On the left is a 35,000 rpm NSK micromotor grinder, with carbide burrs. I get the 4 sizes of carbide burrs I use from http://www.lascodiamond.com/products/stndcbhp.htm. I use the 3/32inch shanks, but 1/16 inch shanks are available. Below, circled in red, are the 4 sizes I use.




On the right is the hand piece for my Foredom flex shaft grinder. I use these two types of Scotchbrite polyester abrasive pads for a LOT of my knife work. The olive drab is the coarsest, and the maroon is finer. The coarse will leave a brushed finish on steel, remove burrs, quickly eat off fire scale, and will rapidly smooth copper. The maroon will simply shine the metal. I use a standard mandrel with a small washer on each side of the pad - if you omit the washers, the pad will quickly tear out the center. I cut small squares and just punch the mandrel screw through the center - don’t bother cutting them round, as they will round up very quickly in use. Also, don’t use them full speed, or they won’t last long. About quarter throttle seems to work the best.



After applying the bark pattern, I engraved the lines, as shown above. The blade is held in a small pitch bowl, filled with lead and pitch from www.northwestpitchworks.com. Note the duct tape over the edges of the blade for safety.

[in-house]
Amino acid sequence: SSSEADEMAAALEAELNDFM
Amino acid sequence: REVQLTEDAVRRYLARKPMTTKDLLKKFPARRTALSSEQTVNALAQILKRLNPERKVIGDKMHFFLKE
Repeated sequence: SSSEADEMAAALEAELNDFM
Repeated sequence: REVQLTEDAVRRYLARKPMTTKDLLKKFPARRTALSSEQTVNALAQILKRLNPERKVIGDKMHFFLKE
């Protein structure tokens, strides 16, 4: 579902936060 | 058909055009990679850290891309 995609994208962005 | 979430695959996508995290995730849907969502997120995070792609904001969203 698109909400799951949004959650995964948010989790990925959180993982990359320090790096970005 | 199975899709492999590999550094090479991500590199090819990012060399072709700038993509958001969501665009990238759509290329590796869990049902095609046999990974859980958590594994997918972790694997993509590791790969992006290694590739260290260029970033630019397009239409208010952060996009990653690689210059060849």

I used the NSK micromotor grinder and the #2HP carbide burr to texture the bark segments. I cut a radial channel, starting in the center and stopping about a millimeter from the engraved edge. Here the radial cuts are shown in red. This first set of cuts looks pretty good at the edges, but usually leaves a confused looking center. I go back for a second set of short radial cuts in the center area, stopping well short of the edges.


I’ve used Birchwood Casey Super Blue to darken the engraved lines. I’ll be removing the blue several times during the process using the Scotchbrite pads and Foredom flex shaft, and reapplying several times as well. I prefer the Super Blue because it will provide a nice brown patina for the copper as well as a dark black for the steel.



Above is the final bark texture, smoothed with the olive drab polyester pad, and blued once more. Note that the untextured area in the center (which will be bare wood) needs to be cut down below the level of the bark.